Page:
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The Phoenix mission was the first chosen for NASA's Scout program, an initiative for smaller, lower-cost, competed spacecraft. Named for the resilient mythological bird, Phoenix used a lander that was intended for use by 2001's Mars Surveyor lander prior to its cancellation. It also carried a complex suite of instruments that were improved variations of those that flew on the lost Mars Polar Lander.

In the continuing pursuit of water on Mars, the polar regions are a good place to probe, as water ice is found there. Phoenix landed farther north than any previous mission, at a latitude equivalent to that of northern Alaska. During the course of its three-month mission, Phoenix dug into an ice-rich layer near the surface. It checked samples of soil and ice for evidence about whether the site was ever hospitable to life.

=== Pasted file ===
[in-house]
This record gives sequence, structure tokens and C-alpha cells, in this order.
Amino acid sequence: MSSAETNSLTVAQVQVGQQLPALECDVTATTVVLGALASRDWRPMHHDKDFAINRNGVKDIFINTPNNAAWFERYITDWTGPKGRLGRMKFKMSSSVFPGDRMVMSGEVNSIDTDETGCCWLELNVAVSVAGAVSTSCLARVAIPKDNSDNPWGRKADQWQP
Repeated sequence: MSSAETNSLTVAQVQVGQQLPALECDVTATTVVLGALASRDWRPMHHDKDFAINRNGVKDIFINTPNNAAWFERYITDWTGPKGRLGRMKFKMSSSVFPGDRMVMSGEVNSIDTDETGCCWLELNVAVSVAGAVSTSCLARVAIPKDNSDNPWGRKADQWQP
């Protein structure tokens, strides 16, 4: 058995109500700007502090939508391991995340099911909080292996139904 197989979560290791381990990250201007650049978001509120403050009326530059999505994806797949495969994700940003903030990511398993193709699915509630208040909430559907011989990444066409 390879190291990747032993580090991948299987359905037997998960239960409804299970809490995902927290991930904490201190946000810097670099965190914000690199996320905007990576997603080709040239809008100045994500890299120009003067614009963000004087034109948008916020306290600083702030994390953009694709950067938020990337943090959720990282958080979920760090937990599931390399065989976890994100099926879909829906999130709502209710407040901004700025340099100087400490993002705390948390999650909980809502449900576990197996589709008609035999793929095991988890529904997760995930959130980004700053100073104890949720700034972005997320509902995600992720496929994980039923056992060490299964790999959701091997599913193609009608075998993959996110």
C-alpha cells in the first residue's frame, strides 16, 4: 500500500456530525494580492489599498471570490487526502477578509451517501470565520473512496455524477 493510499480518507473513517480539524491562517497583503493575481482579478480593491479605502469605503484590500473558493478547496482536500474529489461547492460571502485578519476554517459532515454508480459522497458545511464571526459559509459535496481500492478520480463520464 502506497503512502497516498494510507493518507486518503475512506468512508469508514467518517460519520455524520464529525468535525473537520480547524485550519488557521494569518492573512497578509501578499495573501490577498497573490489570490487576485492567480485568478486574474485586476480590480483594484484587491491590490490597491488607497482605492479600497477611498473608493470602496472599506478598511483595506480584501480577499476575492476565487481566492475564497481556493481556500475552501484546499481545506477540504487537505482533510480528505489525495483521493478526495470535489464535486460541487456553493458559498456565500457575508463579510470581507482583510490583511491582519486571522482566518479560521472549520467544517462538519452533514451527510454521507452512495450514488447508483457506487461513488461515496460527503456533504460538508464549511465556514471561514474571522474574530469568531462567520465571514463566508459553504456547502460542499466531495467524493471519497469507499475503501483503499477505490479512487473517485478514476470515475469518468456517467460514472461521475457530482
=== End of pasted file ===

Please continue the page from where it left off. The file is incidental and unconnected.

To analyze soil samples collected by its robotic arm, Phoenix carried tiny ovens and a portable laboratory. Selected samples were heated to release volatiles that were examined for their chemical composition and other characteristics.

Phoenix's stereo camera, located on its 2-meter (6.6-foot) mast, used two "eyes" to reveal a high-resolution perspective of the landing site's geology. It also provided range maps for the team's use in choosing where to dig. Multi-spectral capability enabled the identification of local minerals.

To update our understanding of Martian atmospheric processes, Phoenix also scanned the atmosphere up to 20 kilometers (12.4 miles) in altitude, obtaining data about the formation, duration and movement of clouds, fog, and dust plumes. It also carried temperature and pressure sensors.

- Straight outta NASA... Credit: JPL

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